When looking month-over-month, February 2015 marked South Dakota's best month for jobs growth since June 2014. From January 2015 to February 2015, the state added 3,500 jobs. That followed three straight months of downturns, including a 12-month record drop of 9,600 jobs between December 2014 and January 2015.
The manufacturing sector is on a tear in South Dakota, accounting for more than half of the 3,500 jobs created statewide between November 2013 and November 2014, according to recently updated federal data.
The wholesale trade sector runs a close second, with 1,400 new jobs over the 12-month period compared to manufacturing's 1,800 new jobs. Government and "other services" tie for the No. 3 spot with 800 new jobs in each sector.
Three sectors shed jobs during that time - leisure/hospitality (-700), education/health (-600) and retail trade (-500).
Statewide, jobs grew by 0.8 percent from November 2013 to November 2014, for 422,200 jobs and ranking South Dakota 41st nationally. Oil-boom states North Dakota and Texas led the nation, with job growth rates of 4.9 percent and 3.9 percent respectively. Mississippi and Alaska ranked at the bottom for job growth and were the only two states to lose jobs in the 12-month period, down 0.1 percent and 0.3 percent respectively.
South Dakota's recent job growth appears concentrated in the metropolitan areas, with jobs flat in the micropolitan and non-metropolitan areas.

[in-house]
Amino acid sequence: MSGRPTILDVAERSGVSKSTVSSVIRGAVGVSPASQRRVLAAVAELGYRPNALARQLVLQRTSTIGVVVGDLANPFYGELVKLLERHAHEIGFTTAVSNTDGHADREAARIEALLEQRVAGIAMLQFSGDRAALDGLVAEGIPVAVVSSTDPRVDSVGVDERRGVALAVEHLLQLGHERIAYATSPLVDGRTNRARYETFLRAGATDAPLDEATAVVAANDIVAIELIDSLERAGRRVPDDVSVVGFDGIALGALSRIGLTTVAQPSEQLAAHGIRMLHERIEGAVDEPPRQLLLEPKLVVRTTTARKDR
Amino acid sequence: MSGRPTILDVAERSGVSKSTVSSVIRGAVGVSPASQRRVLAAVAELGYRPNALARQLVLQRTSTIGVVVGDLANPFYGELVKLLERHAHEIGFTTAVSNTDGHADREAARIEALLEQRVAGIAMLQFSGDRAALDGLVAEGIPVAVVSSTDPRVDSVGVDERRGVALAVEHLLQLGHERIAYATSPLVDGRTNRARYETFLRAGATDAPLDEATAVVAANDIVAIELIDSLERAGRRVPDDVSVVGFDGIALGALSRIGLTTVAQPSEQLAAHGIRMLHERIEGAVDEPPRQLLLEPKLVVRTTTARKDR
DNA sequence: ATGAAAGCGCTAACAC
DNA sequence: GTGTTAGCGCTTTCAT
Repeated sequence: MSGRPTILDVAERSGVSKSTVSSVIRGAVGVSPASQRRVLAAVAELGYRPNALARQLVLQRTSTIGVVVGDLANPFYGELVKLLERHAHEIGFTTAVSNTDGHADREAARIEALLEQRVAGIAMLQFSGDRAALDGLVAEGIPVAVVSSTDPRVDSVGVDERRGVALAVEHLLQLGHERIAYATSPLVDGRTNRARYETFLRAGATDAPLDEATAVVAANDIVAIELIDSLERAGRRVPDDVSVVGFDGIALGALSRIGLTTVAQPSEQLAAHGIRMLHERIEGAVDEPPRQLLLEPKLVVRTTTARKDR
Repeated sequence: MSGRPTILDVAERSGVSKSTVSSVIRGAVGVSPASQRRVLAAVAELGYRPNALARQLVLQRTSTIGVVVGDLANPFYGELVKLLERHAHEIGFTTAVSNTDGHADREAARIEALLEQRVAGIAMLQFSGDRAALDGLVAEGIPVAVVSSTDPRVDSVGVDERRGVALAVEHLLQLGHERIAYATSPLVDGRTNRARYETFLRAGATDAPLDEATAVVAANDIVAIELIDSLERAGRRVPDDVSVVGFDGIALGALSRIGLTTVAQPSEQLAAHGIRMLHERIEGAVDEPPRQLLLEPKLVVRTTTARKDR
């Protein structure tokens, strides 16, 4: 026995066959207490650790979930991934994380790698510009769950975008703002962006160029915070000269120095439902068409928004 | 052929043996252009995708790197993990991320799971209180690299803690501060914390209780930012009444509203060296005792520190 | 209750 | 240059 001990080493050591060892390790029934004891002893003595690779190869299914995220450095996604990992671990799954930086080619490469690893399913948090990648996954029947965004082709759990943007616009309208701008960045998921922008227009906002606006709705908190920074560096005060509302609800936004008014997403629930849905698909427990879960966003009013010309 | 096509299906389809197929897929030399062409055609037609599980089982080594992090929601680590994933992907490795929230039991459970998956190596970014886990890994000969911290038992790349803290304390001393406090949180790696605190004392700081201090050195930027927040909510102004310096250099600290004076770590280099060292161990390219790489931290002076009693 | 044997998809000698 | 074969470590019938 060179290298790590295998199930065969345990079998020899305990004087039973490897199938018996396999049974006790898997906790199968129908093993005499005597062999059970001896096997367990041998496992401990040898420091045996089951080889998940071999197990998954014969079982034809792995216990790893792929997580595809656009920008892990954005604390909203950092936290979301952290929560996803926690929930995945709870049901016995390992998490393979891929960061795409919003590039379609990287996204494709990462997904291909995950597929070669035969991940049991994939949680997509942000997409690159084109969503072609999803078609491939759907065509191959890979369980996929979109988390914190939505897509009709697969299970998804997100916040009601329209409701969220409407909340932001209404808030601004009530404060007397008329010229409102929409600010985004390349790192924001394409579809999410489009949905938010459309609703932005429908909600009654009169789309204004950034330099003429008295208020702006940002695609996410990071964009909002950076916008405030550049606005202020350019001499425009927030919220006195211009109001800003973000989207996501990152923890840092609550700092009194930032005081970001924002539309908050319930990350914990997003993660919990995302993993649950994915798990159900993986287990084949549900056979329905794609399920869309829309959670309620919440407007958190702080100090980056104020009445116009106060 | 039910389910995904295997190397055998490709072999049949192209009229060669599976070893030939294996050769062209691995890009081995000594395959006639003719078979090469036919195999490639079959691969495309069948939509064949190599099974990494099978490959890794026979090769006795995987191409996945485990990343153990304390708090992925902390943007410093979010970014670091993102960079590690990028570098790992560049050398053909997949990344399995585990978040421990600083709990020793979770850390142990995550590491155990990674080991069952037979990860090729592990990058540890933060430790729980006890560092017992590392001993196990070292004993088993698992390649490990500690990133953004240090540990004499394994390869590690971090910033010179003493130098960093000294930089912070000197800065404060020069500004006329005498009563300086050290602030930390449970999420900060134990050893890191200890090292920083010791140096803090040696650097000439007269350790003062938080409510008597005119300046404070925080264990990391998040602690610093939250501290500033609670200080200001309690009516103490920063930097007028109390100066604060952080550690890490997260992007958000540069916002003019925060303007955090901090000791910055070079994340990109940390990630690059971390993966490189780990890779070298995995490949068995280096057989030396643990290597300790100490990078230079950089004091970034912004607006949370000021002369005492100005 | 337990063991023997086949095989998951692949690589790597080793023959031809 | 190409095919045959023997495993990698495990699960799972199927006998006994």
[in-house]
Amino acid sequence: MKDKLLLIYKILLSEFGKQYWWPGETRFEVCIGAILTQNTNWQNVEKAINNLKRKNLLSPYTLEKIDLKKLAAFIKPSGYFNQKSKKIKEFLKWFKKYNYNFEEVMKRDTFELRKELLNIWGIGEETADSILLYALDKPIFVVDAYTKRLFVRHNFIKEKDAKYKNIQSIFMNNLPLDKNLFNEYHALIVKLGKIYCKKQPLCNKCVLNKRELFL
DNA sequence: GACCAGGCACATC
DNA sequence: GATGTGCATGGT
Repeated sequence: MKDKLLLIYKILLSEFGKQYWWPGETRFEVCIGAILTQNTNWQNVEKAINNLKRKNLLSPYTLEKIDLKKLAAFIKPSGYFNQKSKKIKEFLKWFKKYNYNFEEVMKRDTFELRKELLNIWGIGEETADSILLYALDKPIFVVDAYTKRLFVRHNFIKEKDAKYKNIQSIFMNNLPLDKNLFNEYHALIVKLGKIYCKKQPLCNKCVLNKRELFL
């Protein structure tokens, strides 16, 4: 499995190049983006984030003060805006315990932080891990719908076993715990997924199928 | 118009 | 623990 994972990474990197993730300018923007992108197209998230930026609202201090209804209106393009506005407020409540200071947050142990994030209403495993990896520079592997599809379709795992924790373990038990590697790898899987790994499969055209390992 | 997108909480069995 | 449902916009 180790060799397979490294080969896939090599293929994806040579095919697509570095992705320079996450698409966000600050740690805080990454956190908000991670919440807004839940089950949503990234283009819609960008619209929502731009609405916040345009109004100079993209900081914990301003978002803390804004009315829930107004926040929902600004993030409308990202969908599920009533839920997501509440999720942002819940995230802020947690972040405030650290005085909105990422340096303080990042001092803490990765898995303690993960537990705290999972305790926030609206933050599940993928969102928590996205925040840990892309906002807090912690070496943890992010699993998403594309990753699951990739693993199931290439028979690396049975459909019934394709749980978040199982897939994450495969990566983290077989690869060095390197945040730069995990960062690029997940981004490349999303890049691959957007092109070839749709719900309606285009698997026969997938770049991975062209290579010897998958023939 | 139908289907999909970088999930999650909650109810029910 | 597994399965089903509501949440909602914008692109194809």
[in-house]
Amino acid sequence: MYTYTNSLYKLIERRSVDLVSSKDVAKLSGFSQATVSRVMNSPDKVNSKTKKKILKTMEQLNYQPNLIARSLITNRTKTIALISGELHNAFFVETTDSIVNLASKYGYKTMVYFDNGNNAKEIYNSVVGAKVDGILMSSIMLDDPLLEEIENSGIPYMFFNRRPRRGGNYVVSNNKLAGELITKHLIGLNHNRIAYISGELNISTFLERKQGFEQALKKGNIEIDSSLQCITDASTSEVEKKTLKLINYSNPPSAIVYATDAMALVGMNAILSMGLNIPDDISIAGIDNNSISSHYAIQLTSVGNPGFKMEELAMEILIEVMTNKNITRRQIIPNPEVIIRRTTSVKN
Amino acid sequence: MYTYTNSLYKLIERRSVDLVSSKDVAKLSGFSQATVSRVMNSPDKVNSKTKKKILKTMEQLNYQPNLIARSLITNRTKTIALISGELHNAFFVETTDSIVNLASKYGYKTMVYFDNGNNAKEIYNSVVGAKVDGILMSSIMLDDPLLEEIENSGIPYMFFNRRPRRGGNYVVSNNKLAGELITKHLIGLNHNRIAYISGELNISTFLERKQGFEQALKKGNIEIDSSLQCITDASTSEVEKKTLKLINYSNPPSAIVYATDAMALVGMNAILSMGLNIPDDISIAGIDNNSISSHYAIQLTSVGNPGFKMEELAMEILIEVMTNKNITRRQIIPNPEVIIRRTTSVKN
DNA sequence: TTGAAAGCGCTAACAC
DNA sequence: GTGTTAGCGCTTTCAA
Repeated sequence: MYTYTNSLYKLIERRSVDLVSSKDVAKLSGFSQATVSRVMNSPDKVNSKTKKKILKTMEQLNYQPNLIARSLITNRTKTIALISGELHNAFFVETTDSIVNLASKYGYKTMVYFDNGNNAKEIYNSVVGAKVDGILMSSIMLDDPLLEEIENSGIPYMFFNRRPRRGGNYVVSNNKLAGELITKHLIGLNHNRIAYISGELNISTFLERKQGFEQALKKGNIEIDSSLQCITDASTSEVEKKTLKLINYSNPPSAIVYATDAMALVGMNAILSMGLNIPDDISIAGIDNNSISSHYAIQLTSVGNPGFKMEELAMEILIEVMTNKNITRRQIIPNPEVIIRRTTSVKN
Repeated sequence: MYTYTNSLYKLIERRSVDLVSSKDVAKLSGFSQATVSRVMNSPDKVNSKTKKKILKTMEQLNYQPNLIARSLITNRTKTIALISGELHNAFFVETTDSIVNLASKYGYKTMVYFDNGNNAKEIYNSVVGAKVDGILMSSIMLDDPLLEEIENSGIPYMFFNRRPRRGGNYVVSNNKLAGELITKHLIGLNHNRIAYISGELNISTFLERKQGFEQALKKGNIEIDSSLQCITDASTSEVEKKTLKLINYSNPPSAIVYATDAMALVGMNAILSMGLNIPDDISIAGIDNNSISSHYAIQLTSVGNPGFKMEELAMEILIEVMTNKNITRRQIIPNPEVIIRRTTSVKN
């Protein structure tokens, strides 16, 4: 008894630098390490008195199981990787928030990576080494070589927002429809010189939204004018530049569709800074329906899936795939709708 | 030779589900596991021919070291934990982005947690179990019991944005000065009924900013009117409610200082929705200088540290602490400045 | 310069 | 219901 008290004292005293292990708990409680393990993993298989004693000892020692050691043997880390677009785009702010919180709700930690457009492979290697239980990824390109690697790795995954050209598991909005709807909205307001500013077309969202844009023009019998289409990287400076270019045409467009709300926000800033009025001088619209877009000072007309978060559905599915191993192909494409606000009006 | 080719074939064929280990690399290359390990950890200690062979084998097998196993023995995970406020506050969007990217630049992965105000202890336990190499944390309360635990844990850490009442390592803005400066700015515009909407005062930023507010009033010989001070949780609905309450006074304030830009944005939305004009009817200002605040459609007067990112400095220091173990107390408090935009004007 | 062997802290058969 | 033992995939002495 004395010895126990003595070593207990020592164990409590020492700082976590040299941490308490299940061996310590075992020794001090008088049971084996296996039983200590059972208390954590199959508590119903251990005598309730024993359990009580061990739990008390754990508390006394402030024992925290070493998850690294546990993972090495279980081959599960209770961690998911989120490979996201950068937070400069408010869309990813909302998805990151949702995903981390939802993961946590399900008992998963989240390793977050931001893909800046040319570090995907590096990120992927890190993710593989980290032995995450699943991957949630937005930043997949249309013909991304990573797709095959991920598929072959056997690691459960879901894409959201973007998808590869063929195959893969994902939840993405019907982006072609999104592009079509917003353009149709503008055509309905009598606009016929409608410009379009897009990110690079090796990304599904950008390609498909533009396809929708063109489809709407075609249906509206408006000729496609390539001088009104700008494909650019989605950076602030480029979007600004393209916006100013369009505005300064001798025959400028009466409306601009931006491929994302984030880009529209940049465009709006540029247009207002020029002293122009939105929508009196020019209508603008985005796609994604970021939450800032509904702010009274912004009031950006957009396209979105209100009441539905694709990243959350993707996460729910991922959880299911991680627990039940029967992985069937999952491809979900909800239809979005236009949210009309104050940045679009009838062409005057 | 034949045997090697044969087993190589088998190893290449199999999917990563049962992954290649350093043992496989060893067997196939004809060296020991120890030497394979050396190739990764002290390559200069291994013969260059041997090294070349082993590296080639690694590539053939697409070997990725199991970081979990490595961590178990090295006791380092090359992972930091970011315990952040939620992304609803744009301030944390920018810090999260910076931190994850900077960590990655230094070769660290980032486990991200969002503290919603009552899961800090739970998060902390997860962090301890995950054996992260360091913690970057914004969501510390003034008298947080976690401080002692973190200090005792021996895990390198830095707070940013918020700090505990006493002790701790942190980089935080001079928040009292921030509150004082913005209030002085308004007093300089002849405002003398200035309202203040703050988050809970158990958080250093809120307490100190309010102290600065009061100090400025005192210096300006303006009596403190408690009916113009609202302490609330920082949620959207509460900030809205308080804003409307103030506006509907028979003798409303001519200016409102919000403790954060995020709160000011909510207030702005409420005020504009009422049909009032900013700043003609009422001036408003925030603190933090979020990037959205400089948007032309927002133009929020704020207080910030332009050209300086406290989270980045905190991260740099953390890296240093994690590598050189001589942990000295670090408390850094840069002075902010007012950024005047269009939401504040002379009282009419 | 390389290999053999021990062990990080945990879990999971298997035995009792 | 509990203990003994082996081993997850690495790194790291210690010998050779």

Find much more data, exportable images and downloadable files about Jobs on the South Dakota Dashboard.
More South Dakotans are graduating from high school and pursuing higher education than ten years ago, according to federal data. Just 8.8% of individuals over 25 had less than a high school diploma while 19.6% of South Dakotans have a bachelor’s degree.
At the same time, the proportion of South Dakotans without a high school diploma has been dropping, as has the rate of those who did not get further education beyond a high school diploma or GED.
|Less than high school diploma||11.7%||8.8%|
|High school diploma or GED||33.9%||29.0%|
|Some college, no degree||20.3%||21.8%|
Although graduation rates are improving across South Dakota, the state still lags behind national educational attainment rates. The Rushmore State has persistently ranked 2-3 points behind national educational attainment rates for the past ten years. In 2016, 28.9% of South Dakotans had obtained a bachelor's degree or higher, compared to 31.3% nationally. In 2006, those rates were 24.8% and 27% respectively.